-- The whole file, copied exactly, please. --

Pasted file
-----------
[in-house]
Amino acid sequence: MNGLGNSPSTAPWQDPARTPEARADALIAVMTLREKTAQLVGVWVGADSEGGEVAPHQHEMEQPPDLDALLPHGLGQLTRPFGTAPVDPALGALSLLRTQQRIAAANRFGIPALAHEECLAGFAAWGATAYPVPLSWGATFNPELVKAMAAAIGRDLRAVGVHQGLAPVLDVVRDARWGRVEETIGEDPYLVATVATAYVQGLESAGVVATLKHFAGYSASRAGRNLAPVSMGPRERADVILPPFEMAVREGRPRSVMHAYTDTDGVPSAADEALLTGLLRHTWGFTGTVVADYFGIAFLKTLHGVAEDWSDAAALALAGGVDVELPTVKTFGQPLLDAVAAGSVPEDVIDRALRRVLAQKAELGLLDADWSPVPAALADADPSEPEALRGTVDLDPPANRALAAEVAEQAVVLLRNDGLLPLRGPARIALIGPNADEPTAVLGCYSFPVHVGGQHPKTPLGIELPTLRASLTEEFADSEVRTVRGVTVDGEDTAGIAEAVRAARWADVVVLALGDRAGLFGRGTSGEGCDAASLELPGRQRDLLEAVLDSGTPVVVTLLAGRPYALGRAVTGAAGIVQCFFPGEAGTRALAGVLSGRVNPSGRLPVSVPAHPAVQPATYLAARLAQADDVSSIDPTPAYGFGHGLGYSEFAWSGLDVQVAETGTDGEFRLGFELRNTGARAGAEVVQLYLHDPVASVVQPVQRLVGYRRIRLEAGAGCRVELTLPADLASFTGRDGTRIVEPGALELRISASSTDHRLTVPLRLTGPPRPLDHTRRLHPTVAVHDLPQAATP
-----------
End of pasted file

[in-house]
Amino acid sequence: MNGLGNSPSTAPWQDPARTPEARADALIAVMTLREKTAQLVGVWVGADSEGGEVAPHQHEMEQPPDLDALLPHGLGQLTRPFGTAPVDPALGALSLLRTQQRIAAANRFGIPALAHEECLAGFAAWGATAYPVPLSWGATFNPELVKAMAAAIGRDLRAVGVHQGLAPVLDVVRDARWGRVEETIGEDPYLVATVATAYVQGLESAGVVATLKHFAGYSASRAGRNLAPVSMGPRERADVILPPFEMAVREGRPRSVMHAYTDTDGVPSAADEALLTGLLRHTWGFTGTVVADYFGIAFLKTLHGVAEDWSDAAALALAGGVDVELPTVKTFGQPLLDAVAAGSVPEDVIDRALRRVLAQKAELGLLDADWSPVPAALADADPSEPEALRGTVDLDPPANRALAAEVAEQAVVLLRNDGLLPLRGPARIALIGPNADEPTAVLGCYSFPVHVGGQHPKTPLGIELPTLRASLTEEFADSEVRTVRGVTVDGEDTAGIAEAVRAARWADVVVLALGDRAGLFGRGTSGEGCDAASLELPGRQRDLLEAVLDSGTPVVVTLLAGRPYALGRAVTGAAGIVQCFFPGEAGTRALAGVLSGRVNPSGRLPVSVPAHPAVQPATYLAARLAQADDVSSIDPTPAYGFGHGLGYSEFAWSGLDVQVAETGTDGEFRLGFELRNTGARAGAEVVQLYLHDPVASVVQPVQRLVGYRRIRLEAGAGCRVELTLPADLASFTGRDGTRIVEPGALELRISASSTDHRLTVPLRLTGPPRPLDHTRRLHPTVAVHDLPQAATP